First Gallium-Based FinFETs

Purdue researchers take compound semiconductors into the third dimension

4 min read
First Gallium-Based FinFETs

23 November 2009—Silicon researchers envision that future generations of transistors will evolve from the flat structures they are now to three-dimensional devices called FinFETs, where two or more narrow fins are the critical features. Now research into better-performing—but more-expensive—compound semiconductors has caught up. Engineers at Purdue University’s Birck Nanotechnology Center have created the first FinFETs, or fin-shaped field-effect transistors, made of a compound semiconductor called indium gallium arsenide (InGaAs). If such devices can be integrated into complex circuits, they could improve cellphone communication and make for chips that compute faster.

Compound semiconductors, the stuff of high-frequency circuits and optoelectronics, are among the leading contenders to replace silicon in electronic circuits when Moore’s Law runs out of steam. They make transistors that switch faster and more efficiently, which could solve some of the big problems facing future generations of silicon integrated circuits. But they have even more trouble than silicon when shrunk to the tiny sizes of today’s transistors: Mainly, they leak.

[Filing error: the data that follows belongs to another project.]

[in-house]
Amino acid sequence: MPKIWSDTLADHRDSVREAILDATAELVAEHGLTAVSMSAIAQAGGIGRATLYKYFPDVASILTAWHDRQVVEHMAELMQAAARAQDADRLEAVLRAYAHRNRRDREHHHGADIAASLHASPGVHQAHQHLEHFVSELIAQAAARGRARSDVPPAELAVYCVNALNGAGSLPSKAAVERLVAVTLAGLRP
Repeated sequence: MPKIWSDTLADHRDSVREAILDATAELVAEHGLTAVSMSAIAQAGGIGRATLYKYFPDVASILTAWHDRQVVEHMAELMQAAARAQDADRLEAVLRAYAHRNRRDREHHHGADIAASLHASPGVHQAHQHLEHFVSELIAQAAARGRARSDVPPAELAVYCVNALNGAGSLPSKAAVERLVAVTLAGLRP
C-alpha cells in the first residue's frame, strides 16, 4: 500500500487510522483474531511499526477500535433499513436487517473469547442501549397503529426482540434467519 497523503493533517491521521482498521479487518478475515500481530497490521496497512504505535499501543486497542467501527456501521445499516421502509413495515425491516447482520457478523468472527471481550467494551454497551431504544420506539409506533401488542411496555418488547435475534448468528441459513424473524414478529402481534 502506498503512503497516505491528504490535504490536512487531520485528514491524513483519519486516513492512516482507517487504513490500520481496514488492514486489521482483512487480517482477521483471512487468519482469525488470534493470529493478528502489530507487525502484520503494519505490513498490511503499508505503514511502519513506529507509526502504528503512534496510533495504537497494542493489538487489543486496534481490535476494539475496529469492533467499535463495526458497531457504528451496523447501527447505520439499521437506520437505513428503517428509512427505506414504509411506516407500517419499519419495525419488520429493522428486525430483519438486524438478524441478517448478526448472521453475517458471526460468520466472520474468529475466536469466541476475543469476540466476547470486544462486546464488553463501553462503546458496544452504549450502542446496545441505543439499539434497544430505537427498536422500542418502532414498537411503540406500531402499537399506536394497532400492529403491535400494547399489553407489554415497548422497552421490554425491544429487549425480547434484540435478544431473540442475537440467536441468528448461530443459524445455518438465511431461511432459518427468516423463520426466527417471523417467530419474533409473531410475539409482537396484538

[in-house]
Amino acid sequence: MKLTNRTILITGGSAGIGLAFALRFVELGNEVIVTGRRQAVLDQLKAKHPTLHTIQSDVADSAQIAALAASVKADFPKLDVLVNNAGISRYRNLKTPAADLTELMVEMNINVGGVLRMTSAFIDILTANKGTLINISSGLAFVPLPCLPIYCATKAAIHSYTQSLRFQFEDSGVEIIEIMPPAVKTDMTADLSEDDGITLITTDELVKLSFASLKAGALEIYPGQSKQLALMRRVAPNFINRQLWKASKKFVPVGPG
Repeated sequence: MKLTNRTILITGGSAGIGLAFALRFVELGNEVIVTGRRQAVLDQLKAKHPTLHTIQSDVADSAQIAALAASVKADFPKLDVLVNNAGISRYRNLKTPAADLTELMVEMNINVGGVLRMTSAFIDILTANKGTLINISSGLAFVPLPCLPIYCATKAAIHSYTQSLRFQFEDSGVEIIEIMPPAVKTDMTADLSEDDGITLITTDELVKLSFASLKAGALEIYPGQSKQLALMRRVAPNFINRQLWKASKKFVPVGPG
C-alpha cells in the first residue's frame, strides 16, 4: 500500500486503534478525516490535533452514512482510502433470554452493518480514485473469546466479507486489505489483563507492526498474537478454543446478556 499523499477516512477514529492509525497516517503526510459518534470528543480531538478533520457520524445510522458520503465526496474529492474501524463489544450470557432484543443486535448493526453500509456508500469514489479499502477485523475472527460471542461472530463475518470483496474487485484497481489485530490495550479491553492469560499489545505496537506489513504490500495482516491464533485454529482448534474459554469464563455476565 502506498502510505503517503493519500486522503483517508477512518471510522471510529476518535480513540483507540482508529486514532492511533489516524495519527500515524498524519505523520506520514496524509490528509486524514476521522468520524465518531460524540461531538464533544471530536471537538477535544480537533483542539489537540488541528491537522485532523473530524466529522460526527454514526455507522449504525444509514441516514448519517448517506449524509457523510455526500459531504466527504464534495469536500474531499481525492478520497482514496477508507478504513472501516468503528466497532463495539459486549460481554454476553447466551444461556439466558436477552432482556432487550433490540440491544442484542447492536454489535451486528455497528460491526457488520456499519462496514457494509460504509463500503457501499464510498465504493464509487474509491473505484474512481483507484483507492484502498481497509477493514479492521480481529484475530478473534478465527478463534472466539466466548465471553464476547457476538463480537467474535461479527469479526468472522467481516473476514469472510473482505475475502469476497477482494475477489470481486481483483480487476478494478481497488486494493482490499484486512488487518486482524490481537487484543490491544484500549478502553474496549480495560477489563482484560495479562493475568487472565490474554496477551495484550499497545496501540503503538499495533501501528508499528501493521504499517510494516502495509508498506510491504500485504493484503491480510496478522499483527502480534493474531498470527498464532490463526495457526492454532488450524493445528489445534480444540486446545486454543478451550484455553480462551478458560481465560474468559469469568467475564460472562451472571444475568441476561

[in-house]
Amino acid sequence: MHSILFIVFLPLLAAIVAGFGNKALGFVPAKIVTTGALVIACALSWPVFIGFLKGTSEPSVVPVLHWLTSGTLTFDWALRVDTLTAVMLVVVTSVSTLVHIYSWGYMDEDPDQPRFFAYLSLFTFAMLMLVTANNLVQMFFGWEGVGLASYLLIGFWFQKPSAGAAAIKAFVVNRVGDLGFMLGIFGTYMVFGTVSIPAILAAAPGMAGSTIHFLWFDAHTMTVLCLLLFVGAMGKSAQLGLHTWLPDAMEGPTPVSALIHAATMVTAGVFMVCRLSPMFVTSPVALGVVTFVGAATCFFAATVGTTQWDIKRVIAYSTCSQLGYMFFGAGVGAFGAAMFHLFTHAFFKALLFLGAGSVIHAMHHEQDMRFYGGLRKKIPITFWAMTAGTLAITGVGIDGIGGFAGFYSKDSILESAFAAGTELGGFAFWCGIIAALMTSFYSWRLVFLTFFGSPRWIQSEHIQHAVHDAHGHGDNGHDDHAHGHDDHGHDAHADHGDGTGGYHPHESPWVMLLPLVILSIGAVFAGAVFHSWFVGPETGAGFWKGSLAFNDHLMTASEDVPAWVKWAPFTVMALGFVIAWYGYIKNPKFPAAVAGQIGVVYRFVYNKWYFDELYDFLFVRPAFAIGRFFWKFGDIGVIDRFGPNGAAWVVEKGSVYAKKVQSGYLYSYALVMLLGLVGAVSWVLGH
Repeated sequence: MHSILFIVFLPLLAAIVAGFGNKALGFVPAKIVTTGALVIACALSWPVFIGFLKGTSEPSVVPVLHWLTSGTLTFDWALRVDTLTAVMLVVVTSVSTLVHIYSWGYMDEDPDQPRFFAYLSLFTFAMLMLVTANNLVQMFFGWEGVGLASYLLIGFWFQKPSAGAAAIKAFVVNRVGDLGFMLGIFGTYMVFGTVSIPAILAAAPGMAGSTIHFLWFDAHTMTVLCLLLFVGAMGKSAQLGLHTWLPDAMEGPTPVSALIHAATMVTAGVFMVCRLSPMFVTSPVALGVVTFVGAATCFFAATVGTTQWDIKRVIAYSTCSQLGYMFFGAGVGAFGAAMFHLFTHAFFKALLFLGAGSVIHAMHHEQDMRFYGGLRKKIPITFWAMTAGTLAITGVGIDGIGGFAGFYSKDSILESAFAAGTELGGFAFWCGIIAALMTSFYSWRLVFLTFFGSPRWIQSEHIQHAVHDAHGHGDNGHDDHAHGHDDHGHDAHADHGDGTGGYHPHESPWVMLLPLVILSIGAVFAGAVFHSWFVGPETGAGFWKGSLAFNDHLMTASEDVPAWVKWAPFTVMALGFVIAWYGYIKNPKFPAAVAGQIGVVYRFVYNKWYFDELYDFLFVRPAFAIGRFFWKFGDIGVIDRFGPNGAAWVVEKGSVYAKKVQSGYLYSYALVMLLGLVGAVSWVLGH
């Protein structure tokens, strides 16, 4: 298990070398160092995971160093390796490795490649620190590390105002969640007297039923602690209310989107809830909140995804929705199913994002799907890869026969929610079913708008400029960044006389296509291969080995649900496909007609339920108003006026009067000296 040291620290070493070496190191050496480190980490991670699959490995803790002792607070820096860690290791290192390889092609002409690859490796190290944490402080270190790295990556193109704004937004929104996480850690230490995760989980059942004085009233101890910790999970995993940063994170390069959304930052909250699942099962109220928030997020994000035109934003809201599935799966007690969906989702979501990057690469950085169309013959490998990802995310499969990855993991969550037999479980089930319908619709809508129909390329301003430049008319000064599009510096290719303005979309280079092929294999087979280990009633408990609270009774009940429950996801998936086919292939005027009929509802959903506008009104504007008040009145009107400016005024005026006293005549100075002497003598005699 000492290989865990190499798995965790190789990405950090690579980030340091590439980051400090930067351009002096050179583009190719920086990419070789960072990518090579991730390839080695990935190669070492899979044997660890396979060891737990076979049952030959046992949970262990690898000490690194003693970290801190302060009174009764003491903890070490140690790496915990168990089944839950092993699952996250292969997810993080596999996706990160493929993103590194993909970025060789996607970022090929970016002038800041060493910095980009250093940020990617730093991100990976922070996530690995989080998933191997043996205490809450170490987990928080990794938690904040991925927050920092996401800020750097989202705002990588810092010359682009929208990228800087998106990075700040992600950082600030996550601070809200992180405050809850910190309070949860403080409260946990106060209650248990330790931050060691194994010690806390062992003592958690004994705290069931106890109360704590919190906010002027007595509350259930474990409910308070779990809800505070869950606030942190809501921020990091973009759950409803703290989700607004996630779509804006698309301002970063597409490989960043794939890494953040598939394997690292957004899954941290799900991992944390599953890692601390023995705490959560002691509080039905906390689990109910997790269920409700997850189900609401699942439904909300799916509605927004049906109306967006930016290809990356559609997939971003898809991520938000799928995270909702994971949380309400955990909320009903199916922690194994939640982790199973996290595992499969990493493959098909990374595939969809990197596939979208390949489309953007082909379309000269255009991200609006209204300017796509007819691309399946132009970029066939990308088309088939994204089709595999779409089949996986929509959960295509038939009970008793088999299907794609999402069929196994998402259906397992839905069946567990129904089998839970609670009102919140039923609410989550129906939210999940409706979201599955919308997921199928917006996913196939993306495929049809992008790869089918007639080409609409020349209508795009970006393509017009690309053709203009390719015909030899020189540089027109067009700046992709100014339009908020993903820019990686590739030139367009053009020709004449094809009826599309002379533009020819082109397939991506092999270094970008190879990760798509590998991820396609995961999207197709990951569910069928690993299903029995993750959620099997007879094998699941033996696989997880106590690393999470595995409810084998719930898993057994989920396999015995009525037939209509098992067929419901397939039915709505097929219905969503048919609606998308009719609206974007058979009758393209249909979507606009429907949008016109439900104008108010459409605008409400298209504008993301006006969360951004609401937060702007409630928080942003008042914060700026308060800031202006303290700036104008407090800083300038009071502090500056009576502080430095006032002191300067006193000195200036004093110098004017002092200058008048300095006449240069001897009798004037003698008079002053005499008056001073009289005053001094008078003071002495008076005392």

Keep Reading ↓Show less

This article is for IEEE members only. Join IEEE to access our full archive.

Join the world’s largest professional organization devoted to engineering and applied sciences and get access to all of Spectrum’s articles, podcasts, and special reports. Learn more →

If you're already an IEEE member, please sign in to continue reading.

Membership includes:

  • Get unlimited access to IEEE Spectrum content
  • Follow your favorite topics to create a personalized feed of IEEE Spectrum content
  • Save Spectrum articles to read later
  • Network with other technology professionals
  • Establish a professional profile
  • Create a group to share and collaborate on projects
  • Discover IEEE events and activities
  • Join and participate in discussions

Two Startups Are Bringing Fiber to the Processor

Avicena’s blue microLEDs are the dark horse in a race with Ayar Labs’ laser-based system

5 min read
Diffuse blue light shines from a patterned surface through a ring. A blue cable leads away from it.

Avicena’s microLED chiplets could one day link all the CPUs in a computer cluster together.


If a CPU in Seoul sends a byte of data to a processor in Prague, the information covers most of the distance as light, zipping along with no resistance. But put both those processors on the same motherboard, and they’ll need to communicate over energy-sapping copper, which slow the communication speeds possible within computers. Two Silicon Valley startups, Avicena and Ayar Labs, are doing something about that longstanding limit. If they succeed in their attempts to finally bring optical fiber all the way to the processor, it might not just accelerate computing—it might also remake it.

Both companies are developing fiber-connected chiplets, small chips meant to share a high-bandwidth connection with CPUs and other data-hungry silicon in a shared package. They are each ramping up production in 2023, though it may be a couple of years before we see a computer on the market with either product.

Keep Reading ↓Show less